Have been discussing PCs for a bit but as yet not deployed one, as I
understand it a *nix based PC running Zebra will work pretty fine but
has the constraints that:
o) It has no features - not a problem for a lot of purposes
This isnt necessarily a problem for what I have in mind
It depends. Zebra/Quagga has lots of features, it just may be that these
aren't the features you want. At many cases, you can get a developer to
implement the features you need for half the cost of a proprietary router.
I would add, more importantly for nanog audience:
o) lack of unified tools to configure and manage:
Your average PC router is configured at least by:
* your distribution-based startup scripts
* your routing protocol daemon (gated/zebra/etc)
* linecard-specific tools (ethtool for linux)
* protocol-specific tools (br2684 for rfc1483 encaps, for example)
* eb/iptables to configure ACLs (or ipfw/ipf/pf)
* tc to configure QoS (or ALTQ)
Each of those tools has varied degrees of documentation, different
configuration interface, vastly different 'status' interface, different
support mailing lists, etc.
It is much easier for a given organization to find a cisco/juniper/etc
expert than to find someone who's experienced with Linux/FreeBSD network
toolchain, and I don't foresee that changing anytime soon.
o) On a standard PCI but your limit is about 350Mb, you can increase
that to a couple of Gb using 64-bit fancy thingies
For connecting to small IXPs, connecting customers, I dont need large
amounts of throughput.
64/66 PCI hasn't been fancy for last 3 years.
On a single-processor P4/3ghz, I already can (and do:) route 400mbps of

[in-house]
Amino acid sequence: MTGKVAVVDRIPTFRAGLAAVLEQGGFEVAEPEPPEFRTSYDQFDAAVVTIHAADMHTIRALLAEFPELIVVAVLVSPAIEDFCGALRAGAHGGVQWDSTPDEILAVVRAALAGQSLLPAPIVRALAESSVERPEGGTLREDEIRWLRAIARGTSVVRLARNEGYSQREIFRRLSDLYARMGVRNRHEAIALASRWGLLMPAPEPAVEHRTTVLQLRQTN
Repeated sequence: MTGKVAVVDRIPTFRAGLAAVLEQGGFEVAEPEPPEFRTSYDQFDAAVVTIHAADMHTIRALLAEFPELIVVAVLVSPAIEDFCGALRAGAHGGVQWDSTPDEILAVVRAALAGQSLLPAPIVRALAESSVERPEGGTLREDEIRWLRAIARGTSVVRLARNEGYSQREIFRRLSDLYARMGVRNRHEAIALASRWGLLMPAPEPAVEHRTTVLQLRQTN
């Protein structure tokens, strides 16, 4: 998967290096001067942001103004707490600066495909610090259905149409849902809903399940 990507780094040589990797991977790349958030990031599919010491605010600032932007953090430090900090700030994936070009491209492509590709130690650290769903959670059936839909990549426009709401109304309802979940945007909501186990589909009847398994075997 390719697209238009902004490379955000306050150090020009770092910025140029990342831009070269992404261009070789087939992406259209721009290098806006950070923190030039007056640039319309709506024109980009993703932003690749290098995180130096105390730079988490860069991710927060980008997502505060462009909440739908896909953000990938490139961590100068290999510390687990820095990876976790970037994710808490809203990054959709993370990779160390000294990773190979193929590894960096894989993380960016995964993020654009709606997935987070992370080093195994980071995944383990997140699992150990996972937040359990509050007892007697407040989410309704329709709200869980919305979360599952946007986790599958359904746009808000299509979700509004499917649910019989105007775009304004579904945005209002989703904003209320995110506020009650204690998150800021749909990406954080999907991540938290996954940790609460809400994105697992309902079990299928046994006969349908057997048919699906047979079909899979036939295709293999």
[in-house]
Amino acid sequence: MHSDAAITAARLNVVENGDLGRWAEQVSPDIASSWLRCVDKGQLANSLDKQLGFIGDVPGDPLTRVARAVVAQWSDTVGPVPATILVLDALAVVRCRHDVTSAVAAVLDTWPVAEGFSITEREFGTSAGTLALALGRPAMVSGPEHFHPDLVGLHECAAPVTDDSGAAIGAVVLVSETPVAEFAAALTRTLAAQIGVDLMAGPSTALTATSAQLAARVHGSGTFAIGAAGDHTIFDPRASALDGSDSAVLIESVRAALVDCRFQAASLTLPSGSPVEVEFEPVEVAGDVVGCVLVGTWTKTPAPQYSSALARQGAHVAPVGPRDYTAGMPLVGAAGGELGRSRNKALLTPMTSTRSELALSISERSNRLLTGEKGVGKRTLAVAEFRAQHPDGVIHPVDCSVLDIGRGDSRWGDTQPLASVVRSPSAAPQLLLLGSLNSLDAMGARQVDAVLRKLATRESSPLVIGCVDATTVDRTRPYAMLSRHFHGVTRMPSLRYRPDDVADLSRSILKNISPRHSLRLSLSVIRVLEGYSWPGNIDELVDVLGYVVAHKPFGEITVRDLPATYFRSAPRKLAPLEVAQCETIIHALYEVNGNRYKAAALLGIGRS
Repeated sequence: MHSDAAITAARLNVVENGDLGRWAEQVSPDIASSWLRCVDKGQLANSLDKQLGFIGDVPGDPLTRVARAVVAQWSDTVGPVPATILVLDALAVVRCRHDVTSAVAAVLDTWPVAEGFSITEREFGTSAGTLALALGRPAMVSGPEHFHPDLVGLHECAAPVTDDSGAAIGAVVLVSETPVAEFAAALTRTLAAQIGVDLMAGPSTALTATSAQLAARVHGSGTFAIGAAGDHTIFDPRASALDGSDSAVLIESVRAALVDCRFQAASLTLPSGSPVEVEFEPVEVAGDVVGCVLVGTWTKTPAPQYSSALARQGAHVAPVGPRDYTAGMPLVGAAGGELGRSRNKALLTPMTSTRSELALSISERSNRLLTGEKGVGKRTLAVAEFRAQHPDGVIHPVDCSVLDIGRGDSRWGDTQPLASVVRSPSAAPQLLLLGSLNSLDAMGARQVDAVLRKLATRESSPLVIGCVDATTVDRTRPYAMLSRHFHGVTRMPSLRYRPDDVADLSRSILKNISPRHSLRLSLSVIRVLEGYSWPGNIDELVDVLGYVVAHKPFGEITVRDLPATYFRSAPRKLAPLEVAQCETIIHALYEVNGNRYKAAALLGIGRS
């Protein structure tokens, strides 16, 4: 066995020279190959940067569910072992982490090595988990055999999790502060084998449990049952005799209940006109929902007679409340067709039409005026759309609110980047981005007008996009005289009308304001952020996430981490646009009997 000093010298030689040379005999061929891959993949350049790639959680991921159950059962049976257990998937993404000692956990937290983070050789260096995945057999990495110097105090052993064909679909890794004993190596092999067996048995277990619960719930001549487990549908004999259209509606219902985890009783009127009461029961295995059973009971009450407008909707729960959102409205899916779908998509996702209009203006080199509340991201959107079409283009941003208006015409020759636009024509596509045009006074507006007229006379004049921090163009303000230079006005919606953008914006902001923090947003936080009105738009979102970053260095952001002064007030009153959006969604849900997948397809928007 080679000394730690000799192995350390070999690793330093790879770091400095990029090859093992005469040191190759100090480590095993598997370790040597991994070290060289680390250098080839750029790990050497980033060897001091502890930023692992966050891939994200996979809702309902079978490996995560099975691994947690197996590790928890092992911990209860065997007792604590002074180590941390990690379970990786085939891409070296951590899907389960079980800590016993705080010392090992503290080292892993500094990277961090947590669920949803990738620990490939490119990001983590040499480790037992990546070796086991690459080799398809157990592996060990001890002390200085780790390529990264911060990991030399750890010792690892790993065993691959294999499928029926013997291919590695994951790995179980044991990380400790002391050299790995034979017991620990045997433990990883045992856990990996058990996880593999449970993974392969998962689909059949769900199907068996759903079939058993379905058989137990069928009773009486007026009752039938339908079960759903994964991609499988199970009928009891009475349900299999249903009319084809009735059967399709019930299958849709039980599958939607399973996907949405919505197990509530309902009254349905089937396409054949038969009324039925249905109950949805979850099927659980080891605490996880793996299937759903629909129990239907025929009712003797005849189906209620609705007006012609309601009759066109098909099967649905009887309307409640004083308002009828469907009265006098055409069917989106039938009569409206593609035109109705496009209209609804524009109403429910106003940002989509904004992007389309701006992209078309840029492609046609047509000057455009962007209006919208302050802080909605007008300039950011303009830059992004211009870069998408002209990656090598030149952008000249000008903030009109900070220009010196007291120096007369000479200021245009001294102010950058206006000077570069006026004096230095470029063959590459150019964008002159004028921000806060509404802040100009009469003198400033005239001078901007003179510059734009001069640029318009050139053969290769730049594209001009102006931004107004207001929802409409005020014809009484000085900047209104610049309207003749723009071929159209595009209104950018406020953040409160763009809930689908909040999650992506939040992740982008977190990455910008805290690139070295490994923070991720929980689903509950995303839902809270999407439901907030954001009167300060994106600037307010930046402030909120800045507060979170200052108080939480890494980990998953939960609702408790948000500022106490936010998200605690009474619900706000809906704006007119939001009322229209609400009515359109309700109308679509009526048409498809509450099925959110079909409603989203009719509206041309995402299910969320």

DoS-like traffic (one packet per flow, small packets, 400kpps).
Of course, this is ridiculously low compared to current generation of
high-end routers, however, it has its niche (and see below for possible
o) This may be fixed but I found it slow to update the kernel routing table
which isnt designed to take 120000 routes being added at once
Icky, could perhaps cause issues if theres a major reconvergence due to an
adjacent backbone router failing etc, might be okay tho
Actually, considering the CPU on common desktop and CPU on a RE on common
router (aka "you are reading this email on a machine with faster CPU than
fastest RE in your network"), PCs can do BGP much faster than
"hardware-based" routers (aka "forwarding ASICs don't run BGP"). As
result, BGP Zebra/Linux can take 100k routes in <10 seconds (haven't
o) As its entirely process based it will hurt badly in a DoS attack
This is a show stopper. I need the box to stay up in an attack and be
responsive to me whilst I attempt to find the source.
Well, its not "process based", but it *is* "flow based". Yes, performance
suffers as packets/flow rate decreases, however, it doesn't suffer as bad
as other flow-based devices.
I'm not an expert in PC hardware, so I do struggle to work out the
architecture that I need and I'm sure its possible to build boxes that
are optimised for this purpose however I'm still not convinced that the
box can keep up with the demands of day to day packet switching - I'd
like to hear otherwise tho.. has anyone deployed a PC with Zebra that
could switch a few Gbs, didnt suffer from latency or jitter or fail
under a DoS?
It is not gbps that kill you, it is the pps (and/or new-flows-per-second).
Getting to 1mpps on a single router today will probably be hard. However,
I've been considering implementing a "clustered router" architecture,
should scale pps more or less linearly based on number of "PCs" or
"routing nodes" involved. I'm not sure if discussion of that is on-topic
here, so maybe better to take it offline.